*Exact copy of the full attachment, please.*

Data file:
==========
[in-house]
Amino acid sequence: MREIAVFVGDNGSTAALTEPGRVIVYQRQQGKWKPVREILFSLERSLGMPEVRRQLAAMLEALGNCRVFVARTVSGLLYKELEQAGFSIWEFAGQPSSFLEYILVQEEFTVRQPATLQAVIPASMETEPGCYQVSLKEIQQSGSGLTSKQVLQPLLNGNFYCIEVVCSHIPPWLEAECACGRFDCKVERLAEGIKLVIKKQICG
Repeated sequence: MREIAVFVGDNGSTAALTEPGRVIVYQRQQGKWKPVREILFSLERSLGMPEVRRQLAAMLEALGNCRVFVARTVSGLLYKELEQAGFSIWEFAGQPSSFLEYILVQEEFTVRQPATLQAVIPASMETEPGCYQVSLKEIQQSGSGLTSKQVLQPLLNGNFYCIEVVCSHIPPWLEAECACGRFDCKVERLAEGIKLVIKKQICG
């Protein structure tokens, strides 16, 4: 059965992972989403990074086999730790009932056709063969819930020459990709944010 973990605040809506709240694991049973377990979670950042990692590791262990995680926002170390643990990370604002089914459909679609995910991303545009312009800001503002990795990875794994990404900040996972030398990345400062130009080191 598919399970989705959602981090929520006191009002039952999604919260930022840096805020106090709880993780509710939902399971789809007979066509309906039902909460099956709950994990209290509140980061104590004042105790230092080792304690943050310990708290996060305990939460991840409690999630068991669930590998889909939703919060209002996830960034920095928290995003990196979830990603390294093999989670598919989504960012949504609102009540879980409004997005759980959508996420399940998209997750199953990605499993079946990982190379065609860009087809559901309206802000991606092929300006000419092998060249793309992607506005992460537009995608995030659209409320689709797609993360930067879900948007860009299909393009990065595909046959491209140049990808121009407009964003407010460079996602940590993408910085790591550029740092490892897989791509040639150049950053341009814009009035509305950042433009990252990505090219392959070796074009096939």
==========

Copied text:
[in-house]
Amino acid sequence: MREIAVFVGDNGSTAALTEPGRVIVYQRQQGKWKPVREILFSLERSLGMPEVRRQLAAMLEALGNCRVFVARTVSGLLYKELEQAGFSIWEFAGQPSSFLEYILVQEEFTVRQPATLQAVIPASMETEPGCYQVSLKEIQQSGSGLTSKQVLQPLLNGNFYCIEVVCSHIPPWLEAECACGRFDCKVERLAEGIKLVIKKQICG
Repeated sequence: MREIAVFVGDNGSTAALTEPGRVIVYQRQQGKWKPVREILFSLERSLGMPEVRRQLAAMLEALGNCRVFVARTVSGLLYKELEQAGFSIWEFAGQPSSFLEYILVQEEFTVRQPATLQAVIPASMETEPGCYQVSLKEIQQSGSGLTSKQVLQPLLNGNFYCIEVVCSHIPPWLEAECACGRFDCKVERLAEGIKLVIKKQICG
């Protein structure tokens, strides 16, 4: 059965992972989403990074086999730790009932056709063969819930020459990709944010 973990605040809506709240694991049973377990979670950042990692590791262990995680926002170390643990990370604002089914459909679609995910991303545009312009800001503002990795990875794994990404900040996972030398990345400062130009080191 598919399970989705959602981090929520006191009002039952999604919260930022840096805020106090709880993780509710939902399971789809007979066509309906039902909460099956709950994990209290509140980061104590004042105790230092080792304690943050310990708290996060305990939460991840409690999630068991669930590998889909939703919060209002996830960034920095928290995003990196979830990603390294093999989670598919989504960012949504609102009540879980409004997005759980959508996420399940998209997750199953990605499993079946990982190379065609860009087809559901309206802000991606092929300006000419092998060249793309992607506005992460537009995608995030659209409320689709797609993360930067879900948007860009299909393009990065595909046959491209140049990808121009407009964003407010460079996602940590993408910085790591550029740092490892897989791509040639150049950053341009814009009035509305950042433009990252990505090219392959070796074009096939």